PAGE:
But when he tells you that he likes you... but not that much, you wince a little bit. Or when he says that you live too far away, or he doesn't like you enough to dig deeper... well, it stings. And then when you start to wonder what part breast cancer may or may not have played in this whole scene... it becomes a strange and sad feeling.

To be fair, I'm no saint and I'm far from innocent. Seriously. I've broken my fair share of hearts in this lifetime. Not by choice or design... but simply because it was bad timing or I didn't like someone as much as I felt they deserved. So... I get it. I really do. Everybody isn't for every one at every moment. Yes. I know that.

But it still stings when you like someone... and he doesn't like you back. Every time.

PS. For the record, I think he thinks I'm mad at him for being honest with me. I am not mad nor angry. Just disappointed. And mostly disappointed with myself because I should have been prepared for this sting... and yet, it caught me completely off guard.

That's the risk you have to take when you like someone... and when you're looking and hoping to find someone to love. No risk, no reward.

Write a letter to someone you love about cancer

A few days ago, I wrote a post that was a break-up letter to cancer.  (Dear Cancer...) I got the idea from a pink ribbon sister I met through my blog. She got the idea from a facebook page. And they got the idea (I think) from some other person's blog. All that to say, it was an idea that had been around for a time. And it was a good idea...

I've been thinking of ways to acknowledge the toll that cancer takes on the friends and family members of cancer patients/survivors. I decided that a letter campaign would be a good thing. If you know someone who is or has been struggling with cancer, consider writing a letter to them (whether they are deceased or alive) and letting them know how much their experience has touched you. Or if you are the one who has struggled with this disease, consider writing a letter to someone who impacted your life while you fought cancer.

Cancer affects so many people all around the world... and it can be an isolating experience for everyone involved. What would you say to your loved one with cancer? Why not write them a love letter and let them know how you feel?

It doesn't have to be long... but a heartfelt short note can change a lot. I think I will write a few letters... to my aunts who battled this disease, to my mom who stood by my side every day, to my ex-boyfriend who helped me in the beginning of this journey, to my best friends, my god-brother and the girls from DCSG... and to my grandmother who died from cancer when I was 9. Her journey has had a large impact on my journey.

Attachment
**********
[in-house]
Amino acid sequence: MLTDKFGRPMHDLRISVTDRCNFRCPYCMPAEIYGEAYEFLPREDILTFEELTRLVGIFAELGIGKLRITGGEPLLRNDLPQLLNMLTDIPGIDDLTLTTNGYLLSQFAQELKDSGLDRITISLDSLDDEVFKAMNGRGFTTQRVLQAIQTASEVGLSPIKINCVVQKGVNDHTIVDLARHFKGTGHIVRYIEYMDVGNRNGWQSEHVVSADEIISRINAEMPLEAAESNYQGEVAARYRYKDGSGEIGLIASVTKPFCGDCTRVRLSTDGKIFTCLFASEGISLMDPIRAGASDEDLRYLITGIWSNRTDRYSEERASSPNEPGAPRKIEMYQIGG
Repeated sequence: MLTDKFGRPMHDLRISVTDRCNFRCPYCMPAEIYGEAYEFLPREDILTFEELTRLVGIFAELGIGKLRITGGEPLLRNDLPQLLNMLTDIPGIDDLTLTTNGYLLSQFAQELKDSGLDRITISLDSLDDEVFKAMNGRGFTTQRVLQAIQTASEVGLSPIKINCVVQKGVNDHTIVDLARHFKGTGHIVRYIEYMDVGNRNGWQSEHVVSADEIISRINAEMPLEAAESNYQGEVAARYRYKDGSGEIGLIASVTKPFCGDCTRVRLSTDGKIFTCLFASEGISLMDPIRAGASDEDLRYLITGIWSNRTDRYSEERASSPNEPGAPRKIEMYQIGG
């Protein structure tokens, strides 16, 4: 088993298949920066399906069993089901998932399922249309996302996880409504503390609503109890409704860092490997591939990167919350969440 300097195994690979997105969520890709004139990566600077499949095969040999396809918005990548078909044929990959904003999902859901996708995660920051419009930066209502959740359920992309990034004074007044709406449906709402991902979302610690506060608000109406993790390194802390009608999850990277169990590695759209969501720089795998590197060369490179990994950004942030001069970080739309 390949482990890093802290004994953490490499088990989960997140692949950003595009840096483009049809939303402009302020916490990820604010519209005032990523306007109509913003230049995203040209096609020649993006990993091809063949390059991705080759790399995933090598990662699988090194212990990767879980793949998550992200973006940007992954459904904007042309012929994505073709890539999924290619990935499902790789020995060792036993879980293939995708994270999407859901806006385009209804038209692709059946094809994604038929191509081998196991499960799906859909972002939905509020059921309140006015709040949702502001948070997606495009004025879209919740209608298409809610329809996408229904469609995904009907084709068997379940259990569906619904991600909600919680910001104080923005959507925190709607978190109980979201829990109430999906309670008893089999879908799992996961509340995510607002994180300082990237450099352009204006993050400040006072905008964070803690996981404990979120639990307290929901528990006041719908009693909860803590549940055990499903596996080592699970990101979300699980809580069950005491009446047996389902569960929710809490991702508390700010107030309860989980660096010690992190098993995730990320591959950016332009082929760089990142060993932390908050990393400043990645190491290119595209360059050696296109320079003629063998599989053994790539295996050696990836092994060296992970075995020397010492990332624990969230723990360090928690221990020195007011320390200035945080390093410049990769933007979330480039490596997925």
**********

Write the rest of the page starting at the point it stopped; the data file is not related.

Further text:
Who will you write to?

I want to go to Kenya... can you help?

Thanks to my insomnia, I'm often up very late at night... usually playing games on facebook or working on some writing. The other night, I was up late as usual on facebook when a young Kenyan woman started to chat with me. We have never met but she heard an internet radio interview that I did some months ago and started to follow my blog. I was flattered that she wanted to know anything about my challenges with breast cancer. After our conversation, I was stunned and moved.

This young woman, with internet access and a desire to learn about global issues... was distressed that the conversation about breast cancer was very limited in her country. She knew someone who died of breast cancer and the person never said a word about being sick, or having cancer. Her death was a surprise and a shock to her classmates and friends. During our brief conversation, she explained to me that in her country women (especially young women) do not discuss breast cancer as openly as we do here in the US. This young lady was under 30 and seemed quite alarmed that she simply did not know enough about the disease or prevention. She said to me... if I know very little, with all of the access that I have to the rest of the world, I worry about the other women and girls in my country who do not have the same connections. She told me that conversations about breast cancer were simply lacking. Since our conversation, I've pulled a few articles from the internet and the news is pretty startling. I will post the links to a few articles at the end of this post. I ask that you read them... and think about ways that you and I can make an impact on this nation.